Principal Cast : Evan Williams, Annabelle Stephenson, Elizabeth Hower, Dan J Johnson, John Ierardi, Kelly Delson, Iris Avalee, Darrel Cherney, Cathy Diane Tomlin.
Synopsis: Six friends test their intelligence in a game that takes a dark turn.
One of two 2017 films to be named Escape Room (the other stars Skeet Ulrich, for those playing at home), both of which play up the trendy adult game of locking people in a room with clues to solve and eventually “escape”, this horror-thriller is horrifying for all the wrong reasons and lacks even basic thrills. It’s a reverse Panic Room, if you will, where the people in the room – or in this case rooms – start to panic when they find their “game” is actually a life-and-death battle of wits with an unseen controller watching impassively. The premise is cool I guess, and production design here is actually really nice, but the film is undone by generic scripting and truly excruciating acting from its roster of bit-players.
Christen (Elizabeth Hower) gives her boyfriend Tyler (Evan Williams) the birthday present to remember; she has scored tickets to a popular and mysterious “escape room”, and drags along a group of her initially hesitant friends, Anderson (Dan J Johnson), Conrad (John Ierardi), Tyler’s sister Tabee (Kelly Delson), and the flirtatious Natasha (Annabelle Stephenson). Blindfolded, they are driven to an unknown location and locked in different rooms, each with its own unique puzzle to escape. While the game is initially fun, tensions between the friends and a gradually rising sense of dread – despite Tyler’s insistence that it’s “all part of the game” – bring with it a realisation that their very lives are at stake.
Escape Room is a bit of a mix between Saw, Cube and the zenith of Friends‘ endgame in the event of a zombie apocalypse. There’s a lot of screaming here, a lot of heavy breathing and overacted horror, mixed with some original puzzles and a sense of extreme survival, so if you’re a horror fan looking for cheap thrills and and casual titillation (one of the characters spends their time locked in a cage nude, so woohoo I guess) you’ll find a few things to enjoy. Everyone else will lament the time wasted with this movie, with its dire acting, weirdly ineffective directorial style and hodge-podge narrative.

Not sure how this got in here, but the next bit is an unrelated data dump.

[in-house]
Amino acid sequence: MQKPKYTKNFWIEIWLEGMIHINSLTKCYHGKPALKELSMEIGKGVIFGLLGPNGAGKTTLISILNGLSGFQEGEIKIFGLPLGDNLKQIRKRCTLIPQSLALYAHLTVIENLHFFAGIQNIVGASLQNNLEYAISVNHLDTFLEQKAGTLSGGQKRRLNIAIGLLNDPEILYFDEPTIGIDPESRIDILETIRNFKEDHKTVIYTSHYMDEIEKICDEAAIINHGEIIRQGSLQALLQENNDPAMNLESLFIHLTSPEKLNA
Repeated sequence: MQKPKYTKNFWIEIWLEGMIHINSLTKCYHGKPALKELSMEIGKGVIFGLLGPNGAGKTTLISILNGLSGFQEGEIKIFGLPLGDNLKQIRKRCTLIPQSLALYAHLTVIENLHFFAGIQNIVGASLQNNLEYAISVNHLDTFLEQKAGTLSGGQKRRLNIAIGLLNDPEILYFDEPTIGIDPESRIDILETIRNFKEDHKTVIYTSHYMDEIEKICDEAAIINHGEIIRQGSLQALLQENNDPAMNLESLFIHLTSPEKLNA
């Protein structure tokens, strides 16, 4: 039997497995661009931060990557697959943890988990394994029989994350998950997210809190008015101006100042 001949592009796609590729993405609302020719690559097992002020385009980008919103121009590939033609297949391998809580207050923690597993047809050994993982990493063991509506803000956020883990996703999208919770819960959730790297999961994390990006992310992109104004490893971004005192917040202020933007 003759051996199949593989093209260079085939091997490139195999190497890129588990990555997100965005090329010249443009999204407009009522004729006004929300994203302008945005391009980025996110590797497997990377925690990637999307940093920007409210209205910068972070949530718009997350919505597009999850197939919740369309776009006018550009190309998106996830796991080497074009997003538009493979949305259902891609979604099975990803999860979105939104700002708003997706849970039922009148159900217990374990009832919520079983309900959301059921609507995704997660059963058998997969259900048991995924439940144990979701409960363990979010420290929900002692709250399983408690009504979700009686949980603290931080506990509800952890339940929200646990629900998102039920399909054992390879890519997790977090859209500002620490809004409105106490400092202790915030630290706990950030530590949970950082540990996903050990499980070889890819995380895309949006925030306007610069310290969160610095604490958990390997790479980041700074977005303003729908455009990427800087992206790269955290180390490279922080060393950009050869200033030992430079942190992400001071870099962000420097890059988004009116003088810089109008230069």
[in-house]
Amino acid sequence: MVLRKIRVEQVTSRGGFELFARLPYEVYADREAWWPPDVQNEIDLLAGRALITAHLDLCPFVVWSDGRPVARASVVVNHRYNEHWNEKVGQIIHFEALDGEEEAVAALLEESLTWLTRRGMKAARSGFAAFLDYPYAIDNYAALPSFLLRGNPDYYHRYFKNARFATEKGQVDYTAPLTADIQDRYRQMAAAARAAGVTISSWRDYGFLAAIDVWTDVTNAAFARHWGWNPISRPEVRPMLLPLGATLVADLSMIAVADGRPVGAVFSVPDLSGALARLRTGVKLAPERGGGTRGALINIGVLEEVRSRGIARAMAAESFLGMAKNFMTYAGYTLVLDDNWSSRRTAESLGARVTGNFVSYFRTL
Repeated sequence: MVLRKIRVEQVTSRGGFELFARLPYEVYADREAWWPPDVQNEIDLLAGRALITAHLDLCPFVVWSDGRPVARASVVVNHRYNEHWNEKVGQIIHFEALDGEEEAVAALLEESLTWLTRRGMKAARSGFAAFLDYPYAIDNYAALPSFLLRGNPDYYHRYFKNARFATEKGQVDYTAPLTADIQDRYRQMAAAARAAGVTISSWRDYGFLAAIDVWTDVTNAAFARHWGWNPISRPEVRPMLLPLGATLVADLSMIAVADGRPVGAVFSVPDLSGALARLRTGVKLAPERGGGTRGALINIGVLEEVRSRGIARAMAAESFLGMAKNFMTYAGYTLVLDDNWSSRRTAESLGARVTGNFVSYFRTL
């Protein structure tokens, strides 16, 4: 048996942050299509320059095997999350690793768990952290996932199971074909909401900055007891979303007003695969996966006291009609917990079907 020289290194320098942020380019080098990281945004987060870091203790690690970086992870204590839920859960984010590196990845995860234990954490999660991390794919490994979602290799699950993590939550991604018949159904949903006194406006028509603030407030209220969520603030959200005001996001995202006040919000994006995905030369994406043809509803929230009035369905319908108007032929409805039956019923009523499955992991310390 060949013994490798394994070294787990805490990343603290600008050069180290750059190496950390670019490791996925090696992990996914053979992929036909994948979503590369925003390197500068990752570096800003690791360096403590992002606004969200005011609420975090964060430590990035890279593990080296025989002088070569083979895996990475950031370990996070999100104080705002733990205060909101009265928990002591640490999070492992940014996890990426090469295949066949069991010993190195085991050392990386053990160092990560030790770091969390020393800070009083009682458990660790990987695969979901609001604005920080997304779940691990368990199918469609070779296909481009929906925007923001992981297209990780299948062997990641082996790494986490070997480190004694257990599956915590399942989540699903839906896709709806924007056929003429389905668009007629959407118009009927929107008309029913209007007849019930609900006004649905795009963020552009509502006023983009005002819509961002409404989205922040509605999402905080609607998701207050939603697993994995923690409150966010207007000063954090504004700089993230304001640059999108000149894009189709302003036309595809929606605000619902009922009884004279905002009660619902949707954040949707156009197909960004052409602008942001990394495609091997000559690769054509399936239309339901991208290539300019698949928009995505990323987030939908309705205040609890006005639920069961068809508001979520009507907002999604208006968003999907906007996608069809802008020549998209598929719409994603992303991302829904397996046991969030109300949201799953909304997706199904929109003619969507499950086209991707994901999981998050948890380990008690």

The story itself is fairly simple, with each of our unlikable characters stuck together in a death-trap series of rooms, each built with “clues” that Tyler in particular manages to solve with inexplicable ease. At no point do we learn that Tyler is some kind of genius, and yet he’s able to piece together the film’s insanely unsolvable riddles with rapid accuracy. Tyler becomes the film’s leading character almost by default, although the script never gives us motivation to access him as anything other than a hysterical douchebag. The rest of the characters are utterly forgettable, devoid of personality other than an immediate access point to a given scene. It’s cruelly stifling, this film, never bothering to build up characters we can care about before offing them in pretty lame ways. The rooms’ escape mechanisms and kill sequences are silly, and the resolution of the film is incoherent and convoluted beyond even this films low-bar of ineptitude.
Escape Room’s chief failing is its performances. Evan Williams, as Tyler, is dreadful in the role, oozing charm to start with but unable to convey the kind of character arc needed to transition to outraged bad boy by the end. Annabelle Stephenson plays Natasha, who has the hots for Tyler even though he’s committed to Christen. Stephenson brings wooden acting to the table here – heck, all the actors do, and never once was any of their dialogue believable. For a group of friends, they all sounded like they were just meeting each other for the first time in this film. Poor Elizabeth Hower is exploited badly by the film’s arc for her, consigned to spend a large portion of it naked and afraid, and the cringe-worthy conclusion to her story baffled me. The film has no ending. It just…. stops, and that’s it. No resolution, no real sense of menace, just…. roll credits.
Escape Room is awful cinema masquerading as cool horror with salacious undertones. It’s horror alright: horrible to watch. With zero tension and inane characters, directed by a guy who obviously watched Saw and Panic Room too many times and couldn’t quite nail the same vibe as either James Wan or David Fincher, Escape Room is a film you should escape from, and quickly.